You've probably seen it lots of times on television -- a commercial shows a sleek, new car driving down windy, mountainside roads, and a narrator lists all the environmentally friendly aspects of the vehicle. The company will argue that it's the greenest car out there, and that they have the best ideas for a sustainable auto industry. You're distracted by all these promises of high gas mileage and comfortable interiors -- and look, it's affordable! Before you know it, the car has reached the top of the mountain, which is actually a bright, sunny field -- and look, even the surrounding wildlife likes it! This car is one with the Earth, in complete harmony with its environment.
Cars and light trucks in the United States alone cause about five percent of the world's total carbon emissions, one of the major causes of global warming and dramatic climate change. As awareness spreads and activist groups campaign against poor industry standards, car companies have taken notice. Many have taken steps to inform the public that they know what's going on -- you might notice a lot more TV commercials, Web sites and print ads dedicated to green aspects.
These ads might be slickly produced, with pleasant colors, soothing music and reassuring announcers, but are they the real deal? Some people have seen these commercials and compared them with a car's actual performances or a company's actual stance on issues, and the two don't always add up. Are car companies greenwashing the public just to cash in on a recent trend? Do they commit any of the six sins of greenwashing?
As people become more aware of greenwashing tactics, a list of six sins advertisers commit has surfaced. They include hidden tradeoff, lack of proof, vague claims, irrelevant claims, the lesser of two evils and outright lies. Do auto companies commit any of these sins?
Hidden tradeoffs - While one positive aspect of a car's performance might be the highlight in a commercial, companies sometime fail to mention negative factors. Early ads for the Reva G-Wiz, for example, usually avoided the fact that the vehicle is technically a "quadricycle," not a car. The vehicle didn't have to pass any crash tests. When UK magazine Top Gear decided to put on their own crash tests, the results were damaging.
Lack of proof - Some companies make claims they can't easily back up with data. In January 2008, the grassroots environmental network Friends of the Earth Europe called on Swedish car manufacturer Saab to change its advertising significantly or face legal action. The network argued that Saab was making false claims when the company said its "Biopower" engines reduce CO2 emissions by as much as 80 percent. Saab also didn't list any figures on CO2 emissions or fuel consumption on its Web site or brochures, which is against the law in Europe.
Vague claims - This type of greenwashing happens when an ad mentions something that's too broad or confusing for consumers to understand. Several car companies will give a high but misleading mile per gallon number, for instance -- mechanical rolling road tests usually give better results than real driving conditions (like hills and stop-and-go traffic). For example, consumers who bought a Ford Focus, the best-selling car in the United Kingdom, believed their cars would get around 55 miles per gallon on the open road. After Auto Express magazine did their own tests, that number turned out to be 23.3 percent lower at 42.5 miles per gallon [source: The Guardian].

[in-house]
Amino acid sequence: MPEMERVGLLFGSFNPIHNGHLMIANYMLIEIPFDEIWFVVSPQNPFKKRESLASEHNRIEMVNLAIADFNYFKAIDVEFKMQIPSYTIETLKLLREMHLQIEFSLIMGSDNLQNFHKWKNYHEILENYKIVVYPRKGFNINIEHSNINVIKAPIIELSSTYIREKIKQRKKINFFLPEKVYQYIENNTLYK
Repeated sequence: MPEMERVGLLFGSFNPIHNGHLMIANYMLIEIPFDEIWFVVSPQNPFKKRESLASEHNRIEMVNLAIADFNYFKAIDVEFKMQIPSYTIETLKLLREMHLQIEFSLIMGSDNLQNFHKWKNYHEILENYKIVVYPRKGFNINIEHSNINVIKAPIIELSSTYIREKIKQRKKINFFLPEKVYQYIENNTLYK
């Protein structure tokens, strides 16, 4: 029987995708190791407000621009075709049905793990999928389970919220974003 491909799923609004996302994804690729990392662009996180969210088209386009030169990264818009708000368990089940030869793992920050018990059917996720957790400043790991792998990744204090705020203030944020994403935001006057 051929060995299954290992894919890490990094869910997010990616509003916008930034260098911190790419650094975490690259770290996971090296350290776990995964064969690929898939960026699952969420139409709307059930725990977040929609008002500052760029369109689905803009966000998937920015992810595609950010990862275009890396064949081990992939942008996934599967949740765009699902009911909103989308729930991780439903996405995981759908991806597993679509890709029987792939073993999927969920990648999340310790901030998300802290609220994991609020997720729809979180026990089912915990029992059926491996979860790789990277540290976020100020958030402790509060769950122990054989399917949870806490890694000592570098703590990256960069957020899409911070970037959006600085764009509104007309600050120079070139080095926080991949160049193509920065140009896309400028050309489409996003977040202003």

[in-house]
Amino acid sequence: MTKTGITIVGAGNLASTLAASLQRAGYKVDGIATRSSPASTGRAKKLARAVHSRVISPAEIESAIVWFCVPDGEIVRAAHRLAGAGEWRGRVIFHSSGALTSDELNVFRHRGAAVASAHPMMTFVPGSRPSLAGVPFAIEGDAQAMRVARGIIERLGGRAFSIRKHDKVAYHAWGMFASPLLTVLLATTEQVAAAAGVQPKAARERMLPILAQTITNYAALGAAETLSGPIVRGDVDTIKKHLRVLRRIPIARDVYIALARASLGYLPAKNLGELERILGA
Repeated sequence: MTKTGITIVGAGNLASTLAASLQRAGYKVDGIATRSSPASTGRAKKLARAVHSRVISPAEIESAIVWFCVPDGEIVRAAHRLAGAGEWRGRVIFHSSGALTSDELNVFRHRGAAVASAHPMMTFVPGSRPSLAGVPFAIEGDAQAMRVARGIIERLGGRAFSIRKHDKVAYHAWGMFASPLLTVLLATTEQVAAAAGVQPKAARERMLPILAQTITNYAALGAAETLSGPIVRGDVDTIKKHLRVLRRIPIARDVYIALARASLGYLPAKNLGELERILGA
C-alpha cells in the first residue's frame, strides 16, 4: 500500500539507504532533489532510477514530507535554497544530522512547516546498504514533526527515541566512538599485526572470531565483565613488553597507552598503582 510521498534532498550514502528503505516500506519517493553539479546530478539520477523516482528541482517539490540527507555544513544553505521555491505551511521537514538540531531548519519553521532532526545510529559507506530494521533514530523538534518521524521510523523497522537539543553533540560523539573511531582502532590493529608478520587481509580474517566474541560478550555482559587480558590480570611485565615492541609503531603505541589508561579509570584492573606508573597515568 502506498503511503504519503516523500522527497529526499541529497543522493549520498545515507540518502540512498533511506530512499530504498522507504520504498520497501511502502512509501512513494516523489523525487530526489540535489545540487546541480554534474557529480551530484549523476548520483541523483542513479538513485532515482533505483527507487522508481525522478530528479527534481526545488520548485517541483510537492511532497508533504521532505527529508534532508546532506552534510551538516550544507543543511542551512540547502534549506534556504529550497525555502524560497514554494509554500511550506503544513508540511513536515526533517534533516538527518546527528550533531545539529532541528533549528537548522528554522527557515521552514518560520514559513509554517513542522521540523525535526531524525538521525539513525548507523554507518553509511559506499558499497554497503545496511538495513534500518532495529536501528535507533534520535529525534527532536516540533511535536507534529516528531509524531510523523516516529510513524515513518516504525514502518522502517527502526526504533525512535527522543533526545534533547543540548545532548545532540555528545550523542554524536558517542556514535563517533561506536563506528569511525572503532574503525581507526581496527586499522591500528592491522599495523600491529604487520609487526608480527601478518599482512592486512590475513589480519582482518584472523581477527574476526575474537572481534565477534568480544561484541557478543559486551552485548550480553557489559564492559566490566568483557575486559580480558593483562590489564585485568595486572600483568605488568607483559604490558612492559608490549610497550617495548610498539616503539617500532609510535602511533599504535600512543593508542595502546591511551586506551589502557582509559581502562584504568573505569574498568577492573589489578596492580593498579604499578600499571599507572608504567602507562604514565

The lesser of two evils - Some car commercials get called out for claiming the car has low emissions, when a footnote explains that the car has the lowest emissions in its class. It might still have high emissions compared to other vehicles, especially if its class is a particularly big polluter [source: Climate Change Corp].
So do all automakers greenwash? While it's safe to say there are some companies who make an effort to innovate -- see the Aptera Hybrid Car for such an example -- some statistics show a disingenuous attitude toward green policy. Recent surveys suggest that companies are riding the green wave to protect their reputation, not out of actual concern. In a UK survey, 27 percent of respondents admitted their eco-friendly policies were meant to make them look good in the eyes of consumers -- consumer pressure received 20 percent of the vote, and good business sense got 18 percent. Only one percent of respondents said green choices were made out of concern [source: Financial Times].
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- "Car efficiency figures 'misleading.'" The Guardian. Wednesday, Oct. 26, 2005. http://www.guardian.co.uk/cars/story/0,,1600988,00.html
- "Saab warned to withdraw 'greenwash' ads or face legal challenge." Friends of the Earth Europe. Jan. 10, 2008. http://www.foeeurope.org/press/2008/Jan10_Saab_warned_greenwash.html
- Baker, Mallan. "Marketing -- when green claims backfire." Climate Change Corp. Jan. 18, 2008. http://www.climatechangecorp.com/content.asp?ContentID=5112
- James, Jill. "US: companies go green: greenquest or greenwash?" Financial Times. Oct. 15, 2007. http://www.corpwatch.org/article.php?id=14753
- Miller, Steve. "Green Toyota ads launch in a hostile environment." Brandweek. Nov. 5, 2007. http://www.brandweek.com/bw/news/recent_display.jsp?vnu_content_id=1003668303